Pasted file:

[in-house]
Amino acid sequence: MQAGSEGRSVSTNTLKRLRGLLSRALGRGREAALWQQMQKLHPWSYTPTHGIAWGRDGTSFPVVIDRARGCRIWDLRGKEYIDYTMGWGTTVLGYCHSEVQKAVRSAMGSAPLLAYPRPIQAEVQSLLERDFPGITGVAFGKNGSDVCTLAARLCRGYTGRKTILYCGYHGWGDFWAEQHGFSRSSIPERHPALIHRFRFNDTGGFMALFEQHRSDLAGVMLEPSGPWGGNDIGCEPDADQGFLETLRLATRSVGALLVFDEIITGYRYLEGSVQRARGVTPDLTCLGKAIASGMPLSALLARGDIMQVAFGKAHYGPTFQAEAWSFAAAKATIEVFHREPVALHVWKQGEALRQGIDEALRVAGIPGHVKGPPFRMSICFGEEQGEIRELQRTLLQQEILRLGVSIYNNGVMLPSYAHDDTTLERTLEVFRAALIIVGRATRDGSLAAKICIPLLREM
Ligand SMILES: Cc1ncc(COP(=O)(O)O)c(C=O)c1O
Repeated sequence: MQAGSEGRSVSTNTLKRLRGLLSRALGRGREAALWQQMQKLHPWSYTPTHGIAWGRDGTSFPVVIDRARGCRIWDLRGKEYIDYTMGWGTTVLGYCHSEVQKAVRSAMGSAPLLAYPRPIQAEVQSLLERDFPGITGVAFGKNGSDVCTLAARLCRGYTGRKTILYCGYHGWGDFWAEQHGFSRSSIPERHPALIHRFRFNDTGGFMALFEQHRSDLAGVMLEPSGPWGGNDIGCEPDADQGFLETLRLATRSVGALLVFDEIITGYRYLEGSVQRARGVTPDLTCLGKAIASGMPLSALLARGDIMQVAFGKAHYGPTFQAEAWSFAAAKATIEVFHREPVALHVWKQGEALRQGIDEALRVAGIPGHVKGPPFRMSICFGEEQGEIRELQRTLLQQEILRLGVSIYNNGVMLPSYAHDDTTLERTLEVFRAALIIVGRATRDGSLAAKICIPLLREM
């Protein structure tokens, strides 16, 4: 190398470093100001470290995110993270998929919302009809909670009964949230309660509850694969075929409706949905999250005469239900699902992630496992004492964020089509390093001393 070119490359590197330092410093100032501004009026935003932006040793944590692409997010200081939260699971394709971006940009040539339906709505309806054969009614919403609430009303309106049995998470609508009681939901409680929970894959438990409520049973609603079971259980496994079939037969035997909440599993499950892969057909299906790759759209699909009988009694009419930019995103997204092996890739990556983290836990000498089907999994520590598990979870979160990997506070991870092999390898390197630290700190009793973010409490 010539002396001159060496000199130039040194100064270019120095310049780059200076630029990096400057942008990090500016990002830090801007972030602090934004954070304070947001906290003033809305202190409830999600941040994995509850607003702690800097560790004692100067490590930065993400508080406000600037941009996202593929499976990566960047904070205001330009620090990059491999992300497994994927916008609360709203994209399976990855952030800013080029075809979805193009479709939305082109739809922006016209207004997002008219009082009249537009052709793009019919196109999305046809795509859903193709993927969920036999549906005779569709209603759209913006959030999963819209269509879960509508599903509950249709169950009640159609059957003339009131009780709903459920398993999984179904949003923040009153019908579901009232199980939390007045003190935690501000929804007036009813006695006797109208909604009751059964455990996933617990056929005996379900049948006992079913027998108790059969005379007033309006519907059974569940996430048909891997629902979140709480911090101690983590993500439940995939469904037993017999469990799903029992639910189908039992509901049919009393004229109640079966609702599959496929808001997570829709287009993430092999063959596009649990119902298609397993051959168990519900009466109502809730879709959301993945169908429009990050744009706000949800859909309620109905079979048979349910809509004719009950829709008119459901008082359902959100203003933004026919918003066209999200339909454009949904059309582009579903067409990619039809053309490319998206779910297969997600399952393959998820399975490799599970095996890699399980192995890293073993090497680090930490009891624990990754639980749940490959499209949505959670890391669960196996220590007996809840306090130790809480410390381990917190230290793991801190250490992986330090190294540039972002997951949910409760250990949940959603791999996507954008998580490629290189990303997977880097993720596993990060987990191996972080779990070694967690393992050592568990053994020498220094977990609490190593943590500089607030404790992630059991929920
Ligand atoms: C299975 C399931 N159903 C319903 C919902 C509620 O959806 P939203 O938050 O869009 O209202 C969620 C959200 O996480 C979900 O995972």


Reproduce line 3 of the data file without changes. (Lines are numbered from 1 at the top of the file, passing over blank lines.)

Ligand SMILES: Cc1ncc(COP(=O)(O)O)c(C=O)c1O